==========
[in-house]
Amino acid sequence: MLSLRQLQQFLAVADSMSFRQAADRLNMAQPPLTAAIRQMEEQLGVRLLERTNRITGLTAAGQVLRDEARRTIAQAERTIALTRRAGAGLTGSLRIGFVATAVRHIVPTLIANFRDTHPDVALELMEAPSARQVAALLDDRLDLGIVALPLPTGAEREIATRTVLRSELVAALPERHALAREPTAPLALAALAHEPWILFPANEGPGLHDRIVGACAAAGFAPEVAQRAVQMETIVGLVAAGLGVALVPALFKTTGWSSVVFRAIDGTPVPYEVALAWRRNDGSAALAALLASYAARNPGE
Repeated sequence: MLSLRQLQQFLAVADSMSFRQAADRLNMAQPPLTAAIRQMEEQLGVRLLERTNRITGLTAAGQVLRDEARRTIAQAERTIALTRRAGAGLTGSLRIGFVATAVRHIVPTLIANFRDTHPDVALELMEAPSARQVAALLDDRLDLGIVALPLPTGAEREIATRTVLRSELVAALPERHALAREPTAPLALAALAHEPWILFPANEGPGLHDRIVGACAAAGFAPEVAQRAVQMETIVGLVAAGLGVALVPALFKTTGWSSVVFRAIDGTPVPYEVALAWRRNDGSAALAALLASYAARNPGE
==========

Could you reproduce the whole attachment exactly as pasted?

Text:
[in-house]
Amino acid sequence: MLSLRQLQQFLAVADSMSFRQAADRLNMAQPPLTAAIRQMEEQLGVRLLERTNRITGLTAAGQVLRDEARRTIAQAERTIALTRRAGAGLTGSLRIGFVATAVRHIVPTLIANFRDTHPDVALELMEAPSARQVAALLDDRLDLGIVALPLPTGAEREIATRTVLRSELVAALPERHALAREPTAPLALAALAHEPWILFPANEGPGLHDRIVGACAAAGFAPEVAQRAVQMETIVGLVAAGLGVALVPALFKTTGWSSVVFRAIDGTPVPYEVALAWRRNDGSAALAALLASYAARNPGE
Repeated sequence: MLSLRQLQQFLAVADSMSFRQAADRLNMAQPPLTAAIRQMEEQLGVRLLERTNRITGLTAAGQVLRDEARRTIAQAERTIALTRRAGAGLTGSLRIGFVATAVRHIVPTLIANFRDTHPDVALELMEAPSARQVAALLDDRLDLGIVALPLPTGAEREIATRTVLRSELVAALPERHALAREPTAPLALAALAHEPWILFPANEGPGLHDRIVGACAAAGFAPEVAQRAVQMETIVGLVAAGLGVALVPALFKTTGWSSVVFRAIDGTPVPYEVALAWRRNDGSAALAALLASYAARNPGE